“It’s an incredible statement that we’re bringing Alice to Angel City as our No. 1 pick, and what we’ve done to be a No. 1 pick. We didn’t have that,” Angel City general manager Angela Hucles Mangano told ESPN.
“We wanted to look at both the short-term and the long-term in our strategy…so the ability to bring in a player like Alyssa allows us to do all of that.”
Thompson, who won the 2021 Gatorade National Girls Soccer Player of the Year, made her national team debut in September as a 17-year-old. In the 83rd minute of the friendly against England, Thompson joined Meghan Rapinoe and deservedly made it. first international bag.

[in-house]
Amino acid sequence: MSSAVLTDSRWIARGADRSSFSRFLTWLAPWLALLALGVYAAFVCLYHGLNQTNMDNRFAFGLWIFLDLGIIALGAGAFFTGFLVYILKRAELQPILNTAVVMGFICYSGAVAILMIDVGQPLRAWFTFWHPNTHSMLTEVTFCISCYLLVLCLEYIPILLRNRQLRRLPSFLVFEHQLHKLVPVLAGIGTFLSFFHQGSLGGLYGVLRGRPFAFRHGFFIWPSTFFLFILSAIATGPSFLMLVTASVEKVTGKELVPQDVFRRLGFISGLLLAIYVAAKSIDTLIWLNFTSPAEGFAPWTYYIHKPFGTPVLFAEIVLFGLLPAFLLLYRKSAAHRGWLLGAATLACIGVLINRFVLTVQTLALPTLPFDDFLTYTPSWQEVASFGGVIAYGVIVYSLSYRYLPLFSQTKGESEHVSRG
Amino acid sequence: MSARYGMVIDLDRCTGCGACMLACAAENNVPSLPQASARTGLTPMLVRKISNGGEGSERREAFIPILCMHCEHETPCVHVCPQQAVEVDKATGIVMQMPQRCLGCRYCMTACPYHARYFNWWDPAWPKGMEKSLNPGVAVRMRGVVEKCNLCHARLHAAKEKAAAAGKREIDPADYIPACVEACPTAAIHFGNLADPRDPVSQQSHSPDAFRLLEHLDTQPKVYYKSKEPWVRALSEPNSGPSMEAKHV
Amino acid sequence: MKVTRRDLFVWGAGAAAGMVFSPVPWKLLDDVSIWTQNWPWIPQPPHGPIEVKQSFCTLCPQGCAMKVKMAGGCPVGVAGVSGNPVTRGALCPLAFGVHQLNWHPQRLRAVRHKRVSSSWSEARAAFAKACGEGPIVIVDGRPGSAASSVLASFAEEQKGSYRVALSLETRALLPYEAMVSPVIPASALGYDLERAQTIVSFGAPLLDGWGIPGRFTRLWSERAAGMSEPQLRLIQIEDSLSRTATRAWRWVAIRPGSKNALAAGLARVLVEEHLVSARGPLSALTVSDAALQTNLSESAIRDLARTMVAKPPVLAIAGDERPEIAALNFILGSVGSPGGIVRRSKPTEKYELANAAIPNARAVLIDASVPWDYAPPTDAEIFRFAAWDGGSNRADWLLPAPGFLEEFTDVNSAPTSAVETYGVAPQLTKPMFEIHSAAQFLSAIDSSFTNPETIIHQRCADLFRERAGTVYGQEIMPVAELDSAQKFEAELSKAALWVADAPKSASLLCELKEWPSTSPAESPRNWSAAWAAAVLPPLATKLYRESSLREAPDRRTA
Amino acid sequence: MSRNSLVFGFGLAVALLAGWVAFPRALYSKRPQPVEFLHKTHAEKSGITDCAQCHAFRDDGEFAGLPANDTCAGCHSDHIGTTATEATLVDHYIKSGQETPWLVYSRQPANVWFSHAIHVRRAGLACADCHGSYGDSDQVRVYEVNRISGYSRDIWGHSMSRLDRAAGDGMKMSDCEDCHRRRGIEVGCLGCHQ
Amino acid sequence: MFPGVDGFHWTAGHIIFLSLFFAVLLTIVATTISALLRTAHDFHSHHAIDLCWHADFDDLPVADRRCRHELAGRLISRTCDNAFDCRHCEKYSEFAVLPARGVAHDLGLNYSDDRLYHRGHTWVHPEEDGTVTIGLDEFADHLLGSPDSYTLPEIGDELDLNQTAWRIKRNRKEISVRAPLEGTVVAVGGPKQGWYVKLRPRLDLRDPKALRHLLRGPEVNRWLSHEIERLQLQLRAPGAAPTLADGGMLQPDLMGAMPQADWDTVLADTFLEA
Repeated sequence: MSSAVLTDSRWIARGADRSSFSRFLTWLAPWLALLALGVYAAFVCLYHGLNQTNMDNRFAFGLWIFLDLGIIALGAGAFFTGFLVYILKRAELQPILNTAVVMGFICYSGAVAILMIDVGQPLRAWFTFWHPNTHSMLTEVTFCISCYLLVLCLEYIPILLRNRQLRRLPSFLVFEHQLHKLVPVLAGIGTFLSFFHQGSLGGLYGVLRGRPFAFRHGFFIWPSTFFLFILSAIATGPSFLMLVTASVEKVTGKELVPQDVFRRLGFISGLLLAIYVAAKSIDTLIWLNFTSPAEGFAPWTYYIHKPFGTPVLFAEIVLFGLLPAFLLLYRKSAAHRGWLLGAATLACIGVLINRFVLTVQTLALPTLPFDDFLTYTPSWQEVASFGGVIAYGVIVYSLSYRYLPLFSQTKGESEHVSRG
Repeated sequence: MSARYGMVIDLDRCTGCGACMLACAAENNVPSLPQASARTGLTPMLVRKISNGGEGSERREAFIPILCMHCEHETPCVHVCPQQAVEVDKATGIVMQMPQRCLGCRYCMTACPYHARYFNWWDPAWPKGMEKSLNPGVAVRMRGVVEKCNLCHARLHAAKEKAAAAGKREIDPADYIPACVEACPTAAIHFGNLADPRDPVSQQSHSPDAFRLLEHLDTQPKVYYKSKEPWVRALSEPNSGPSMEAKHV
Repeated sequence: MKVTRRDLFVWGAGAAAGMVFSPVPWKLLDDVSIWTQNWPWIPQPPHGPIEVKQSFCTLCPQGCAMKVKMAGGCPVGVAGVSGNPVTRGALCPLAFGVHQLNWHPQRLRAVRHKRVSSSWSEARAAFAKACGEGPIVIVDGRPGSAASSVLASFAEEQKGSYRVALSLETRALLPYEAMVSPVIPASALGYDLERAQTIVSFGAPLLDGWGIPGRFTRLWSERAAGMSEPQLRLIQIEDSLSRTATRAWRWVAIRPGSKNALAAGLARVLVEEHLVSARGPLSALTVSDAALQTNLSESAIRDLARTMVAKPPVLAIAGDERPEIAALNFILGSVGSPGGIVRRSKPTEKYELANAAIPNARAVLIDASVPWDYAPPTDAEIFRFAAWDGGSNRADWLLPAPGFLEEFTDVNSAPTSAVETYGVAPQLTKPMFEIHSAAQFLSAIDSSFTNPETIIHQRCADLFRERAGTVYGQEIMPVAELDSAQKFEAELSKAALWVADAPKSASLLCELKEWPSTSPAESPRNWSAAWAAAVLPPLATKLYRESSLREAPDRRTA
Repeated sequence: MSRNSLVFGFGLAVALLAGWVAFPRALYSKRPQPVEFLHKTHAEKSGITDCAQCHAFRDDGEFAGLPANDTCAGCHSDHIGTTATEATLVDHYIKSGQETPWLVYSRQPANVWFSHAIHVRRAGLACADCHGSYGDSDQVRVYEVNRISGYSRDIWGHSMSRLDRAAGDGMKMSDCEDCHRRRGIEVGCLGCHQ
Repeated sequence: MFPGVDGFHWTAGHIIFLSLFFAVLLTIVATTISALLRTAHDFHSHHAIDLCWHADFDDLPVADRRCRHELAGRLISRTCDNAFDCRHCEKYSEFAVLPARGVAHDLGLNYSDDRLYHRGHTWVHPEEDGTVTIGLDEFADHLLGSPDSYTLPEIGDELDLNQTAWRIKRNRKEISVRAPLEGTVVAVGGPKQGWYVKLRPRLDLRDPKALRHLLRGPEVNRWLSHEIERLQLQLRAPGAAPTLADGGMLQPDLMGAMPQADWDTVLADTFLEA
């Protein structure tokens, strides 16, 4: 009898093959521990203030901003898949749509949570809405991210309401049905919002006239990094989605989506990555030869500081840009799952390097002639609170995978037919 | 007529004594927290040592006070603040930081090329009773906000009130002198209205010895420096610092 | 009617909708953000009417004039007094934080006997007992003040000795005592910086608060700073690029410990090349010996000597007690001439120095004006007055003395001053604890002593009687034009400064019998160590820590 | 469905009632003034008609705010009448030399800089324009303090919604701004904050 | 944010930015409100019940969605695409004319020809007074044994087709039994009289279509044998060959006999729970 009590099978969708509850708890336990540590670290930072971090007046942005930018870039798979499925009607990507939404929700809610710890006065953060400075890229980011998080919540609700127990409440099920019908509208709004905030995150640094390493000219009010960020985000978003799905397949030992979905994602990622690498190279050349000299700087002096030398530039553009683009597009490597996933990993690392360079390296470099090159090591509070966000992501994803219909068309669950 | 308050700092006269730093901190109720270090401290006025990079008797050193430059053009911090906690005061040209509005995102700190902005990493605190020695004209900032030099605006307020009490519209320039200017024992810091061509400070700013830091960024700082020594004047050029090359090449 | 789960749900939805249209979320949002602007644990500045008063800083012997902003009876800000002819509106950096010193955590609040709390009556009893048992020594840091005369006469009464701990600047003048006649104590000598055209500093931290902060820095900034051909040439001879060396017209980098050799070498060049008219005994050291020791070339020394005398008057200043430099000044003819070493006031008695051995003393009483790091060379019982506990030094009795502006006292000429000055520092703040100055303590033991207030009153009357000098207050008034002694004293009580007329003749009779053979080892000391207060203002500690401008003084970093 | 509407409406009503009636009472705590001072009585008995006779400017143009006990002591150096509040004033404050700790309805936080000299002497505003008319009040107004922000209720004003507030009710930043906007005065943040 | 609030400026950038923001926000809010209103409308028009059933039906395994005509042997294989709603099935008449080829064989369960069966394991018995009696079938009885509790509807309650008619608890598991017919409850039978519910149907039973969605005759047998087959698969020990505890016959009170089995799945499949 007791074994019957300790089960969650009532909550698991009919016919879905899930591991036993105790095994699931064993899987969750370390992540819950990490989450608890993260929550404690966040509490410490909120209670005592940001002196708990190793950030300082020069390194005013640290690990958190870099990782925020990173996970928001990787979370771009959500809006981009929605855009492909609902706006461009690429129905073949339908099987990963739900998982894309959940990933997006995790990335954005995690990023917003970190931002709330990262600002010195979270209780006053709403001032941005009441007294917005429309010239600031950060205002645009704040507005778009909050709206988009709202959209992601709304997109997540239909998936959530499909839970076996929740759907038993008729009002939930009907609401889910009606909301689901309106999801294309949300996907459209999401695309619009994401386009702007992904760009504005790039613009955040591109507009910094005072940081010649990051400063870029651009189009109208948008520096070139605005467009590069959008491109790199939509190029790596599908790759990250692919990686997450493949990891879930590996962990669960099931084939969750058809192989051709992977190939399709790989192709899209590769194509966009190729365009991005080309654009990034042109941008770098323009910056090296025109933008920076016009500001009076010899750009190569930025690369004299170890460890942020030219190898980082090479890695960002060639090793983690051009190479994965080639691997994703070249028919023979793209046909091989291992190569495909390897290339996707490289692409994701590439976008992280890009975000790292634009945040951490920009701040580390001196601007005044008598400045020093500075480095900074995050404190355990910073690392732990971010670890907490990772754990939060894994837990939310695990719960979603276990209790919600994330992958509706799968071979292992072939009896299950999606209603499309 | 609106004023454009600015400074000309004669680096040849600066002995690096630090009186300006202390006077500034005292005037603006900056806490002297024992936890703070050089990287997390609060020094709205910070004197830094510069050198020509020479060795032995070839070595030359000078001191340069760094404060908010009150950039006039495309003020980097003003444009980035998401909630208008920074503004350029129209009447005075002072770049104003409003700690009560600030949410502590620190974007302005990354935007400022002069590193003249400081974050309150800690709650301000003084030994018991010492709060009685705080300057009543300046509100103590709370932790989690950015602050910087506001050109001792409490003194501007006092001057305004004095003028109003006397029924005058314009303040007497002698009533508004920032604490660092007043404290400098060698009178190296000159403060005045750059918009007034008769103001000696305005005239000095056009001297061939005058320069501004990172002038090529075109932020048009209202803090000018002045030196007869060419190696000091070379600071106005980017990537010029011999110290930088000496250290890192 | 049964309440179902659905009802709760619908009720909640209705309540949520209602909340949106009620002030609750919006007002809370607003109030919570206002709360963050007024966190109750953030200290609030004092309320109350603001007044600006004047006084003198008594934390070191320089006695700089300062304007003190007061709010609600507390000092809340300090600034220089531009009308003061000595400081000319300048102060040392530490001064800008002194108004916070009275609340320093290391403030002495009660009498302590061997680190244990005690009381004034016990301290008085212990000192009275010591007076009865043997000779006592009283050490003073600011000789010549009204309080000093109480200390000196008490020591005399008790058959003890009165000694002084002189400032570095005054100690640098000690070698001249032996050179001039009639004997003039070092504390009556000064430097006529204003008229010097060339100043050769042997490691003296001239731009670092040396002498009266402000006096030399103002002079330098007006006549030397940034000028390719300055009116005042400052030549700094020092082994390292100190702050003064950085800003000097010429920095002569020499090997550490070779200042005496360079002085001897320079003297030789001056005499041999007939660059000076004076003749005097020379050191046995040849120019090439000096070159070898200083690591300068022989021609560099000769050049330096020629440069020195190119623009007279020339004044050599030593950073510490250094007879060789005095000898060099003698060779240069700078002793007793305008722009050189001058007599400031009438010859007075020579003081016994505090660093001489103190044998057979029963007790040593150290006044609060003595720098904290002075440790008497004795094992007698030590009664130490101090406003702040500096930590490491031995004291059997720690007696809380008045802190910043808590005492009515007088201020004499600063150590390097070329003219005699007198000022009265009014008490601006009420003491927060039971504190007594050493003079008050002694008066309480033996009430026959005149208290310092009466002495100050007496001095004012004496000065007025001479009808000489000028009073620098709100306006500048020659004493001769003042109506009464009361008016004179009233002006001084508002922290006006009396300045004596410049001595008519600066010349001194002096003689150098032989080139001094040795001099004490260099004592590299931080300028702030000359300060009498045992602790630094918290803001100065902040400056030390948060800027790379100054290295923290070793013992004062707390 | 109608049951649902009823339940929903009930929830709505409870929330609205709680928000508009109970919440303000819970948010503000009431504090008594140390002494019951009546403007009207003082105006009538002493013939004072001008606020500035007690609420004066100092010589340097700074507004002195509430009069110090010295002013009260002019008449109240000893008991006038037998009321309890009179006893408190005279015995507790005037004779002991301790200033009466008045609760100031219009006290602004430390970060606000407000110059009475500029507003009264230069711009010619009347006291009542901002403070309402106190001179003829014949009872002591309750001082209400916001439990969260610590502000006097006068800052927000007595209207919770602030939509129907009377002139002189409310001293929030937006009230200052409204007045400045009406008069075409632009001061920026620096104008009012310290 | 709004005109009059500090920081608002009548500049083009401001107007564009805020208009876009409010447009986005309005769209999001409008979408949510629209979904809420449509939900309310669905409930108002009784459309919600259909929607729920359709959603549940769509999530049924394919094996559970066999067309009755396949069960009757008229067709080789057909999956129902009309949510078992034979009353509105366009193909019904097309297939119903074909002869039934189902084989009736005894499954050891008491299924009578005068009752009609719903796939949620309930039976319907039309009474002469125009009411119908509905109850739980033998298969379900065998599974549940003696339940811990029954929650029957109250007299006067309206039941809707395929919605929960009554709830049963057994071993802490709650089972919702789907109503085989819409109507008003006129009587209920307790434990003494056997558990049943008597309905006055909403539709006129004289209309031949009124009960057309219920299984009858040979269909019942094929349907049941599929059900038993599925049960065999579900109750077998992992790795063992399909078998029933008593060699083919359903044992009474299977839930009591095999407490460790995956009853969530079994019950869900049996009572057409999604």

Last June, Thompson and her younger sister Giselle made history as the first high school athletes to sign a name, image and likeness deal with Nike.
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Huckles Mangano added: “He’s a player who can make an impact now, who can boost our environment, bring us closer to our goals of winning the championship faster than our long-term strategy.
“He’s got a lot of years ahead of him; he’s a player who can develop. He’s our phenom, our generation player who can come to Angel City. … It wasn’t easy for us.”
Thompson, who has verbally committed to play at Stanford next year, said the decision to play professionally was a difficult one. Days before the NWSL draft registration deadline last week and after much discussion with her family, Thompson said she has decided to turn pro. He had been in contact with Angel City for the past two months.